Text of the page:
Yesterday I chose to join the workshop entitled Man and Machine: The relationship between Humans and Technology in Philosophy and the Arts. Speakers discussed the notion of non-work and the nostalgia for the factory. I took from this that our current neo-liberal obsession with producing economically viable units of production to serve the dominant discourse of employabilty and skills fails to take account of the nature and daily grind of work. This is illustrated by the reminiscences from GDR workers of the period before the fall of the Berlin Wall. Despite the worklessness of today’s citizens labour conditions that would appear to many to be akin to slavery are viewed with rose coloured glasses. I cannot offer a discussion arising from this paper, but it has disrupted my common-sense view of the search for work of any kind, simply to be in employment. Maybe the phenomenon of the intern, or the volunteer teacher could provide a fruitful way forward.
The next two papers, Technology and the Body, and Marinetti, Superman and Machine can be taken together as they both pointed to the human as cyborg, rather than the machine and the human being subject and object. I reflected on the observation that rather than the Internet resembling the neural connections in the brain (see Chaos theory, fractals and the mandelbrot model), it has been produced that way entirely because it has been designed by humans. We both own and become the machine. We are not in its grip as some would caution.
Today we learned about research into teaching and teacher education at the University of Cyprus. PCK surfaced again, and in a simplistic, positivist way once more, but this was countered by a deeply nuanced paper about applying contemporary psychological theories in teacher education. Curriculum evaluation was also well considered by young researchers in the department of education (see Eisner 1985).
As I write this I am way out of my depth listening (well not really as am writing this blog) to a philosophical discussion about the nature and narrative of history. I am grateful to have the words wash over me however. It reminded me of the famous quotation from The History Boys – ‘History is just one f***ing thing after another’. I want to offer this as a foil to Husserl, Kirkegaard, Hegel, Kant and the like. Stop my hand going up please. The questions after the paper helped to demonstrate that philosophers can fight with the best of us, no blood was spilt, but plenty of mano-a-mano. I was pleased that was able to connect with a discussion about narrative history, teaching, testimony and subjectivity, following Ricoeur into Bernstein and Fricker’s notion of epistemic injustice. well done me.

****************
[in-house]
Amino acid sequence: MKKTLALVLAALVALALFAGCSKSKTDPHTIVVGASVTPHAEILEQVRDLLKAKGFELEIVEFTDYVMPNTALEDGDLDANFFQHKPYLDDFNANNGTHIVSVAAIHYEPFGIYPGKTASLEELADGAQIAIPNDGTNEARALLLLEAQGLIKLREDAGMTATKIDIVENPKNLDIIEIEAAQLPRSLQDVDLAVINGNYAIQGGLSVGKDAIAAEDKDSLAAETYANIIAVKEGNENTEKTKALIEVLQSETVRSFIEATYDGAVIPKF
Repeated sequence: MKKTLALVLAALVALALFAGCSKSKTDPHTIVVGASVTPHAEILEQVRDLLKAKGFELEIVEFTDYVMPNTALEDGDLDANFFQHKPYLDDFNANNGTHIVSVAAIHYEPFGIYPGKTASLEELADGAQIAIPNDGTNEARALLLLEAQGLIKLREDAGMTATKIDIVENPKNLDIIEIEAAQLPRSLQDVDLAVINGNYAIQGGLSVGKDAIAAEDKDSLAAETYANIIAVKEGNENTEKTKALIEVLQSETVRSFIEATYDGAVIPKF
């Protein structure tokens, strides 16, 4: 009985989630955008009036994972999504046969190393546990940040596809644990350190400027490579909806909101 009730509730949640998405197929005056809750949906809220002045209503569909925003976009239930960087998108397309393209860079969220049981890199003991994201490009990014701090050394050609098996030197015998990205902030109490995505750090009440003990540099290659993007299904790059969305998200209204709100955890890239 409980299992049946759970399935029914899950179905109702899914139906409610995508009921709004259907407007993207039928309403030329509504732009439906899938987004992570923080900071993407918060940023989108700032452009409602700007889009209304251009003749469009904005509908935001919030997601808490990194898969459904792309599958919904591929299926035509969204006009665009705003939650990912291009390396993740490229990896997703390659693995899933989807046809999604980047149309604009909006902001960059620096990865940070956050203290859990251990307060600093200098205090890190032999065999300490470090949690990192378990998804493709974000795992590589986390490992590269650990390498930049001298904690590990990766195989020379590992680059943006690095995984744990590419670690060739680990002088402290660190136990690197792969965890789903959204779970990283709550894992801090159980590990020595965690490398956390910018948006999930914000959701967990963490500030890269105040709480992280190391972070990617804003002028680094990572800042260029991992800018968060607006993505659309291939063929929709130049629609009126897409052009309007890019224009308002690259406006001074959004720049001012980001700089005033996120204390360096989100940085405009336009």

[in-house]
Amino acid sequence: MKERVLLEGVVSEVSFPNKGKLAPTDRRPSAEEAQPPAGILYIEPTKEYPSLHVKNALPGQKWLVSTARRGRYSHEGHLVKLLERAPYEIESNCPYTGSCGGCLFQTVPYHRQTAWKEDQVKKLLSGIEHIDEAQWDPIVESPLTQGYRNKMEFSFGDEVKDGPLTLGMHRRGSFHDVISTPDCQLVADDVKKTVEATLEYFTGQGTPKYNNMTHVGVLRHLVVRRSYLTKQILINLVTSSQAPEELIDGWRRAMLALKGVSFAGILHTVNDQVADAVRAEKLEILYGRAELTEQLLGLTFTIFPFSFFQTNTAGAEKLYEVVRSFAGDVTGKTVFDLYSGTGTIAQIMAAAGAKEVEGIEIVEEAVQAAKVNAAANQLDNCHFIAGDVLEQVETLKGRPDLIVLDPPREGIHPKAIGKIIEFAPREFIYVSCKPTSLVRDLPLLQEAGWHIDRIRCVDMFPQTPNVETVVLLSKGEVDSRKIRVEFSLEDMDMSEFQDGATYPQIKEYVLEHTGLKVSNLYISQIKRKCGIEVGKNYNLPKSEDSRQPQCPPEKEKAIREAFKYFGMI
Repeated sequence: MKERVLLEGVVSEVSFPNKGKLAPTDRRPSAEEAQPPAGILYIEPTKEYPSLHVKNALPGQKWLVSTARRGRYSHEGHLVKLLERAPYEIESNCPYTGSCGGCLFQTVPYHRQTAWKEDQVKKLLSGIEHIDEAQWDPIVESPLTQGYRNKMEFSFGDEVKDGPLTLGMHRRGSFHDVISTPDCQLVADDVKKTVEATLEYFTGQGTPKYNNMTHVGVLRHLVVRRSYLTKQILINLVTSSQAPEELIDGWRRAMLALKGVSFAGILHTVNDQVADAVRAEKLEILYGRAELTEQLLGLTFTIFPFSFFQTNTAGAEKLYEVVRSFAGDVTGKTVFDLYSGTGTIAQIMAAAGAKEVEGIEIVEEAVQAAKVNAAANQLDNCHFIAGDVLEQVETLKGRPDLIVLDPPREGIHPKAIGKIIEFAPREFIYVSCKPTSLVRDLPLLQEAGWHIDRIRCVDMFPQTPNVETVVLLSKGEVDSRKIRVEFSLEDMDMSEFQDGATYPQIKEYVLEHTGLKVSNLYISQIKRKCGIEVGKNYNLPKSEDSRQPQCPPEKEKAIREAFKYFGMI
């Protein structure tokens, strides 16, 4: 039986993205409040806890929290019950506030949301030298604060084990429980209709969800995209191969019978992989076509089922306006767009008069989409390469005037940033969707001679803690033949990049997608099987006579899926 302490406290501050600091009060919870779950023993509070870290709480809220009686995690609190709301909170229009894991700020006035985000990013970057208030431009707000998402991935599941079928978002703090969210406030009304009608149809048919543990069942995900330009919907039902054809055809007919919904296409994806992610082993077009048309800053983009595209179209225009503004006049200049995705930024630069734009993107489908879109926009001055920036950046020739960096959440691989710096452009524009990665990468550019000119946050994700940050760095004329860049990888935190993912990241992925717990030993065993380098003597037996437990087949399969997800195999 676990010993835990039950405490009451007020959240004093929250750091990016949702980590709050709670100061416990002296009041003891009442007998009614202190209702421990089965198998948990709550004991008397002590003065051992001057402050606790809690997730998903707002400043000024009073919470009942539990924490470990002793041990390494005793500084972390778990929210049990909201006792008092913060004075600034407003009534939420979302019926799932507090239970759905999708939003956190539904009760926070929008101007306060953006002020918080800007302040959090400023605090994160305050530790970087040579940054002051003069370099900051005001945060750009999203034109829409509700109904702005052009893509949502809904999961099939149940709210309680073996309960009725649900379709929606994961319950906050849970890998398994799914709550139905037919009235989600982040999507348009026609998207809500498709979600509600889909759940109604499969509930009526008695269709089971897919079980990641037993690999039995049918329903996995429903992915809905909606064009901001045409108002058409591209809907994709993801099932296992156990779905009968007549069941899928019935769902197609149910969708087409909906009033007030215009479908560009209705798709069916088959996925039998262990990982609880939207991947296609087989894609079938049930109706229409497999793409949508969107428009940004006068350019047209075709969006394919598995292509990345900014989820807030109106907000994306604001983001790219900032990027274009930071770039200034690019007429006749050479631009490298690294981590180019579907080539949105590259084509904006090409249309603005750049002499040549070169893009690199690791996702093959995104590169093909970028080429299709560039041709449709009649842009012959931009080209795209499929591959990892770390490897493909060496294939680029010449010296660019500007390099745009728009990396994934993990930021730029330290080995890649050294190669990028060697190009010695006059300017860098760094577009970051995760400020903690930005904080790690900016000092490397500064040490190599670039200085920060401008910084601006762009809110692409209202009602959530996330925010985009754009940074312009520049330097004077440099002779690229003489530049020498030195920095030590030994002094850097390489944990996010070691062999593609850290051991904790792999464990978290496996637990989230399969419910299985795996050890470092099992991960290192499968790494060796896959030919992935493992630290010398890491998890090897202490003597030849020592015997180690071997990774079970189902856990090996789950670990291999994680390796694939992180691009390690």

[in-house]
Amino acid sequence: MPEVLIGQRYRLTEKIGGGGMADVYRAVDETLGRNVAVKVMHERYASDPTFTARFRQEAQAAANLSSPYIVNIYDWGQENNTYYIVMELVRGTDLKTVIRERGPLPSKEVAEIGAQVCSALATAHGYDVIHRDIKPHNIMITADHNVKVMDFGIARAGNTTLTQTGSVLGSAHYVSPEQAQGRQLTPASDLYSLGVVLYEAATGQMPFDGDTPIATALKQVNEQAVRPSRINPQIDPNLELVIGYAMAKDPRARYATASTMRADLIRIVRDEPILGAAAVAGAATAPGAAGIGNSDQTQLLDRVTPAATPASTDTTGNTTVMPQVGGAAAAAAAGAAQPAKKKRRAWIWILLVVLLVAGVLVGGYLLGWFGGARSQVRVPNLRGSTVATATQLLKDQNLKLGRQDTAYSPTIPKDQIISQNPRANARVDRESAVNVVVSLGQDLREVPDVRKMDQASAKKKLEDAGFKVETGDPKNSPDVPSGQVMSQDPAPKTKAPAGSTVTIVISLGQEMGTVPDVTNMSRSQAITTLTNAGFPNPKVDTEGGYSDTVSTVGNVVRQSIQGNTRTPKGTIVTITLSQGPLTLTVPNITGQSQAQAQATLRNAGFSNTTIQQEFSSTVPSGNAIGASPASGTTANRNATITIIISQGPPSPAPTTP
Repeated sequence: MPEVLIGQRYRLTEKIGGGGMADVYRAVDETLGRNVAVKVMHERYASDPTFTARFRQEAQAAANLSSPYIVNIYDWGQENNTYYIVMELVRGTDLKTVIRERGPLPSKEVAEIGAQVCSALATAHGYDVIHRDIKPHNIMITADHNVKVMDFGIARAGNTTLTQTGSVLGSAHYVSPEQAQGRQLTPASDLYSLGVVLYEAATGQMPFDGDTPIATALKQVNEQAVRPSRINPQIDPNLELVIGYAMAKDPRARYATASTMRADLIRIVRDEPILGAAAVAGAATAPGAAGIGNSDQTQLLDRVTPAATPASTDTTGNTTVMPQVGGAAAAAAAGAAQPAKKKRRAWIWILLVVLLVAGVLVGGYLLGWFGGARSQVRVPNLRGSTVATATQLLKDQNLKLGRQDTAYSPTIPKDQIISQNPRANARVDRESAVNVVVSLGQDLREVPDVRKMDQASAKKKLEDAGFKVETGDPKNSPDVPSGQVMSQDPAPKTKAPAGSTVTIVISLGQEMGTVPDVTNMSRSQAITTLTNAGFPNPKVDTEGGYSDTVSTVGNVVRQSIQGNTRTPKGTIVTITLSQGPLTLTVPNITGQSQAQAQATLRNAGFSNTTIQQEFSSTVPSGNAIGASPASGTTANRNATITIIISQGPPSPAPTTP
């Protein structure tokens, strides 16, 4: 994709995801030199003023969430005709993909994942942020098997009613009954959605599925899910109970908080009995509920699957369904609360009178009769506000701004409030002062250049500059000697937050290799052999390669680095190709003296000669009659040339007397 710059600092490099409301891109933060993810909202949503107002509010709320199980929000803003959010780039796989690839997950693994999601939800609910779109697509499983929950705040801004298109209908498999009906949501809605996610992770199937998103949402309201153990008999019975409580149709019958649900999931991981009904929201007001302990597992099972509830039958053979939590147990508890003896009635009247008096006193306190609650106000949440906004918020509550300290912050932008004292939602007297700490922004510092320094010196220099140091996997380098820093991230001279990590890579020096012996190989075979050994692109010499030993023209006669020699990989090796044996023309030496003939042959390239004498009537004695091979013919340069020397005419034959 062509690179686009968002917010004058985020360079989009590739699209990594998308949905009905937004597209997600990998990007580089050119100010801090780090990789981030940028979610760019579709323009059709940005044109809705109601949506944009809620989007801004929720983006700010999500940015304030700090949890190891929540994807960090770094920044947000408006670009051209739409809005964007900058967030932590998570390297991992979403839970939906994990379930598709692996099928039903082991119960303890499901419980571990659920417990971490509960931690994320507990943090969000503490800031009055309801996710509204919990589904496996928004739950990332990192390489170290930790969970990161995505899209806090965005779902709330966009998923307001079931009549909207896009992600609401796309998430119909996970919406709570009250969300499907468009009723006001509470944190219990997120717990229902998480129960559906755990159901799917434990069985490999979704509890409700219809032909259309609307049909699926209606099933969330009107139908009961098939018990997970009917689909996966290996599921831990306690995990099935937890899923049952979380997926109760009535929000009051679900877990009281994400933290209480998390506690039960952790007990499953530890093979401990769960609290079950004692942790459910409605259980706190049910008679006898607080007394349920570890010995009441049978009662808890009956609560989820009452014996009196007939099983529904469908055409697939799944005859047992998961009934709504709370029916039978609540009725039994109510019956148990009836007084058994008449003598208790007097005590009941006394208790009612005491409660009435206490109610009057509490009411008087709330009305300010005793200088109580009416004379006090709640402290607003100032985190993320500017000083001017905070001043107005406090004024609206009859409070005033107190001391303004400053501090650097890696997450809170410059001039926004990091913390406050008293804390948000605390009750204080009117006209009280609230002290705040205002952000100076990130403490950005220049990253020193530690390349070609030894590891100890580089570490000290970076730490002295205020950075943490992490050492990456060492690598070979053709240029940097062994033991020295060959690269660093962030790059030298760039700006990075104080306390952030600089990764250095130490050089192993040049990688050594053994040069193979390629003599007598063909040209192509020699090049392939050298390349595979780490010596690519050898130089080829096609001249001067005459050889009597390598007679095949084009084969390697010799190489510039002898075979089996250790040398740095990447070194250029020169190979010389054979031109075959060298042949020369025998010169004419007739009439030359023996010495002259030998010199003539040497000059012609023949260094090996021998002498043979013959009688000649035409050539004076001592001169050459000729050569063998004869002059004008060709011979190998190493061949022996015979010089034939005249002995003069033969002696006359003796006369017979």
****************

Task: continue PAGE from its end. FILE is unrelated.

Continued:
Today was taken up with the meeting for chairs where we learned more about the history of ISSEI and the organisation of the conference. The welcome ceremony was held in the Hilton Hotel, and we were treated to a piano recital and solo tenor. Marianna Papestephanou provided a philosophical perspective on the theme of the conference: The Ethical Challenge of Multidisciplinarity.
She cautioned against academics and researchers slipping into postmodernist relativism, or perhaps worse dogmatic entrenchment, advising philosophy, science and the Arts to seek ways of connecting through mutual respect. for an applied practitioner researcher used to working across disciplines it was surprising that this message still needed to be said, but we’ll see whether we are among the converted as the week goes on.
Tomorrow I am looking forward to attending a workshop entitled Thinking Critically about Technology. Some papers feature a theoretical device, that of pedagogic content knowledge for teachers. I have used this in my article to explore Professional Knowledge, but I am not sure of its usefulness as a classification of teacher knowledge. Knowing me I will be the gobby one at the back who asks an inane question. The afternoon workshop reminds me of the marvellous BBC series All Watched over by Machines of Loving Grace. It’s is entitle Man and Machine: The Relationship between Human and Technology in Philosophy and the Arts. A real eclectic mix of speakers from many countries. Let’s see how well I summarise the day tomorrow.
Our first day sees us in Nicosia, Cyprus, preparing for the conference which starts tomorrow. ISSEI This morning we plan to orient ourselves with the town, and its walls. I am ashamed to say that I have not done any research beforehand, but find that we are in the last divided city after the Berlin wall came down in 1989. The old town, and its walls are divided to the north by the Turkish border and the buffer zone. We may cross today to visit the Turkish side. The territory is still disputed, and only recognised by Turkey.
It is good to be back in Cyprus after my last conference here in 2010. The International conference on Professional, Vocational and Work Based Learning brought together a diverse group of researchers to Larnaca in Cyprus (see IWBL 2010 Then I presented the embryonic paper which was to become Down The Rabbit Hole: Routined Practices, Dewey and Teacher training in the Lifelong Learning Sector.
This time I am chairing a workshop about Risk taking in professional development. Four of us are presenting papers, all fairly eclectic in one sense, but brought together under the main theme of Risk Taking in Thought and Deed: Towards a New conception of the Development of Professional Knowledge and Practice. In my next post I will summarise the papers and discuss the common ground that they share, as well as highlighting the arguments.